Cardio-Oncology Rehabilitation in Cancer Patients and Survivors

Authors:
Gilchrist SC, Barac A, Ades PA, et al.
Citation:
Cardio-Oncology Rehabilitation to Manage Cardiovascular Outcomes in Cancer Patients and Survivors: A Scientific Statement From the American Heart Association. Circulation 2019;Apr 8:[Epub ahead of print].

The following are key points to remember from this American Heart Association Scientific Statement on cardio-oncology rehabilitation to manage cardiovascular outcomes in cancer patients and survivors:

  1. The elevated cardiovascular disease (CVD) risk in cancer patients and survivors is thought to be a result of both the direct effects of cancer therapies and the accumulation of risk factors such as hypertension, weight gain, cigarette smoking, and loss of cardiorespiratory fitness—specifically cancer survivors living at least 5 years beyond diagnosis have a 1.3- to 3.6-fold increased risk of CV-specific mortality and a 1.7- to 18.5-fold increased incidence of CVD risk factors such as hypertension, diabetes mellitus, and dyslipidemia compared with age-matched counterparts with no cancer history.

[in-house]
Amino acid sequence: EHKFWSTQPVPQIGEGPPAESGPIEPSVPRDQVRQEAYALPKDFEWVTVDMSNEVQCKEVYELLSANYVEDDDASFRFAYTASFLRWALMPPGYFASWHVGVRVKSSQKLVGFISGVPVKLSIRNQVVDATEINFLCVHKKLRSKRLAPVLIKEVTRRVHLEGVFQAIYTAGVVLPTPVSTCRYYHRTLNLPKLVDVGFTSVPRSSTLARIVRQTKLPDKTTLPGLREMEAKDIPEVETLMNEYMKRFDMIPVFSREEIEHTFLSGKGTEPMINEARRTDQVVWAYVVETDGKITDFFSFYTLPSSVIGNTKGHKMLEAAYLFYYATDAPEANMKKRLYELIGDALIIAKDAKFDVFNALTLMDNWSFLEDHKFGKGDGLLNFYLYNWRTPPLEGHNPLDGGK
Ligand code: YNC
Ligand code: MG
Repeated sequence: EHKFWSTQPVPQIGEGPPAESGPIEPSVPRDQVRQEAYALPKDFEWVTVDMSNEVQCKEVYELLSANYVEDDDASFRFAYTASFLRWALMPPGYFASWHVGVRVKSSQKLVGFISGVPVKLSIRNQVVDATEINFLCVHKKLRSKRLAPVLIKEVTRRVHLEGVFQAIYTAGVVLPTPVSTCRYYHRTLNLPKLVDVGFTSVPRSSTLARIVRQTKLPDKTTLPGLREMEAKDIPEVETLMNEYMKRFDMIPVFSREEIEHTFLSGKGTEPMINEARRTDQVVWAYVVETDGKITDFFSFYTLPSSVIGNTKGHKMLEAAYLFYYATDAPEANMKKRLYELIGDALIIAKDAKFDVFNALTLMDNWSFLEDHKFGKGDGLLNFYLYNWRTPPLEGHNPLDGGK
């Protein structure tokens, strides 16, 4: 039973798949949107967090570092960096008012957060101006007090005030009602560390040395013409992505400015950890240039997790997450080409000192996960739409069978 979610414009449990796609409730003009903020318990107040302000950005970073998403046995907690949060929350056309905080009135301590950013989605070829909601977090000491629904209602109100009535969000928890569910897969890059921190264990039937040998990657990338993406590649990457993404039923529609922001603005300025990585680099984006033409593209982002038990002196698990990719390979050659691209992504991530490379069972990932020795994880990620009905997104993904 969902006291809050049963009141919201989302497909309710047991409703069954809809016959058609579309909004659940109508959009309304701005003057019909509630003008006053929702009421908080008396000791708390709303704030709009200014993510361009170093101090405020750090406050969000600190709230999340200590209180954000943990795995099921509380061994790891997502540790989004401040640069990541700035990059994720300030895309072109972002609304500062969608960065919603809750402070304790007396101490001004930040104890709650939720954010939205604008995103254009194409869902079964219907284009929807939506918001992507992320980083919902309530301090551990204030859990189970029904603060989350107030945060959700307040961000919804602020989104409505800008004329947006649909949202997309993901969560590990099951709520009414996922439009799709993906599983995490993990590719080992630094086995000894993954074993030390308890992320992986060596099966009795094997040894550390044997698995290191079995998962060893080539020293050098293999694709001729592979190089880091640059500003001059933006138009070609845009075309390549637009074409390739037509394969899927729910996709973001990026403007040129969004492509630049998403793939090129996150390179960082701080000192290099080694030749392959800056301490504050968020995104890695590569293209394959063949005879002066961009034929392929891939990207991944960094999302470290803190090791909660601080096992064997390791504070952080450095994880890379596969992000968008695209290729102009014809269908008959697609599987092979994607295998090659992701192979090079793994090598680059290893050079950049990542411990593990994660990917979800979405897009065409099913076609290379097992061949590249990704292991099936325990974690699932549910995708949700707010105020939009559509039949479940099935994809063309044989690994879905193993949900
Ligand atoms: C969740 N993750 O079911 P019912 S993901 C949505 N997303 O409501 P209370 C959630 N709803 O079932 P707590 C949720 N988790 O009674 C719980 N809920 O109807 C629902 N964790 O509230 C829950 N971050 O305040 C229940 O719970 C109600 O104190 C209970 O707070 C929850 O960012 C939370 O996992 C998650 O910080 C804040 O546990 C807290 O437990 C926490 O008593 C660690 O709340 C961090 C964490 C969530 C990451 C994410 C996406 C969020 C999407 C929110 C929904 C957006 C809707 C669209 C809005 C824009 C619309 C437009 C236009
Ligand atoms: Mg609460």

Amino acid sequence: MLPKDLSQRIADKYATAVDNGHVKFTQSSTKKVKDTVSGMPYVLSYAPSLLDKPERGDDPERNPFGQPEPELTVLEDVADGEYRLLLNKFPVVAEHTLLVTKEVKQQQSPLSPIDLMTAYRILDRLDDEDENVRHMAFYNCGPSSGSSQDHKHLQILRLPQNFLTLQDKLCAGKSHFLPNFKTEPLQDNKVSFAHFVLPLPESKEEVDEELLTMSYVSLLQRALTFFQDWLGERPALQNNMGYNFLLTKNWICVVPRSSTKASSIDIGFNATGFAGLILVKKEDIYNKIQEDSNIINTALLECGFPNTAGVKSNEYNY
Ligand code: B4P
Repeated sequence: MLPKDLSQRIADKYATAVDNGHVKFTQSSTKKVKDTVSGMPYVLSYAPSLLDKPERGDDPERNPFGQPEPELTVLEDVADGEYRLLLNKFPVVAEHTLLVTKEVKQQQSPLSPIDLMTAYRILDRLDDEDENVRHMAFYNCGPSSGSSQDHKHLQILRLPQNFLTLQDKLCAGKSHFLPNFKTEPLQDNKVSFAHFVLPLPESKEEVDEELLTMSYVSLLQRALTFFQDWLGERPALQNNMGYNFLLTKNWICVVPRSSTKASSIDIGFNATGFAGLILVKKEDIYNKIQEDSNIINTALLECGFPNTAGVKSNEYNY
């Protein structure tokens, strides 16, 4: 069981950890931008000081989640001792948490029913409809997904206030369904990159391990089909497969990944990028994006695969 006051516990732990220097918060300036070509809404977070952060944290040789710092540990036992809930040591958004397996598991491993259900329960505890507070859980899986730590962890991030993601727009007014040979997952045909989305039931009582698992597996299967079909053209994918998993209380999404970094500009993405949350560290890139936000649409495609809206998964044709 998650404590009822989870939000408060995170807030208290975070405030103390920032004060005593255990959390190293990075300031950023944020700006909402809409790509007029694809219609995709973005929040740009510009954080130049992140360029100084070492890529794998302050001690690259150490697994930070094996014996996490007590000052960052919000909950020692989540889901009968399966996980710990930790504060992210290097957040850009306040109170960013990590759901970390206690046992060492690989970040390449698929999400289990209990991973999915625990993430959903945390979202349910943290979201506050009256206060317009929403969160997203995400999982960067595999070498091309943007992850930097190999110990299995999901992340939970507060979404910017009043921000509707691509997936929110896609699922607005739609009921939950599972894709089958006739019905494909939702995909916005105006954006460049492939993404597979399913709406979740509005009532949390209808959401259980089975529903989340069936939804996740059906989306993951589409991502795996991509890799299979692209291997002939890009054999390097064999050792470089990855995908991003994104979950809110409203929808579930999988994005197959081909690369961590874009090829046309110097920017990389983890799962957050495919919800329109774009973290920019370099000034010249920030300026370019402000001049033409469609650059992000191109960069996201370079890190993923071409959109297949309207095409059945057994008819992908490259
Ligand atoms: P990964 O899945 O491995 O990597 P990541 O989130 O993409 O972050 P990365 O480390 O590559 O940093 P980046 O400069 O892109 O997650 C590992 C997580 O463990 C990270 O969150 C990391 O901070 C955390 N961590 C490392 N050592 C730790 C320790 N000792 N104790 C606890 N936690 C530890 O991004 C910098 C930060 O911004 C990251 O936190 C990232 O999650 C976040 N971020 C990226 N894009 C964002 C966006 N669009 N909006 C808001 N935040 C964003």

2. The direct and indirect adverse effects of anticancer treatment affect the entire cardiovascular-skeletal muscle axis—for example, patients with breast cancer who are 40-50 years of age have a mean cardiorespiratory fitness level that is 30-32% lower than that of age-matched healthy sedentary control subjects.
  3. A limited but growing number of studies have investigated the feasibility and utility of cardiac rehabilitation (CR) to deliver exercise interventions to cancer patients and survivors. The authors of this Scientific Statement, therefore, have developed guidelines including indications and safety check for Cardio-Oncology Rehabilitation (CORE).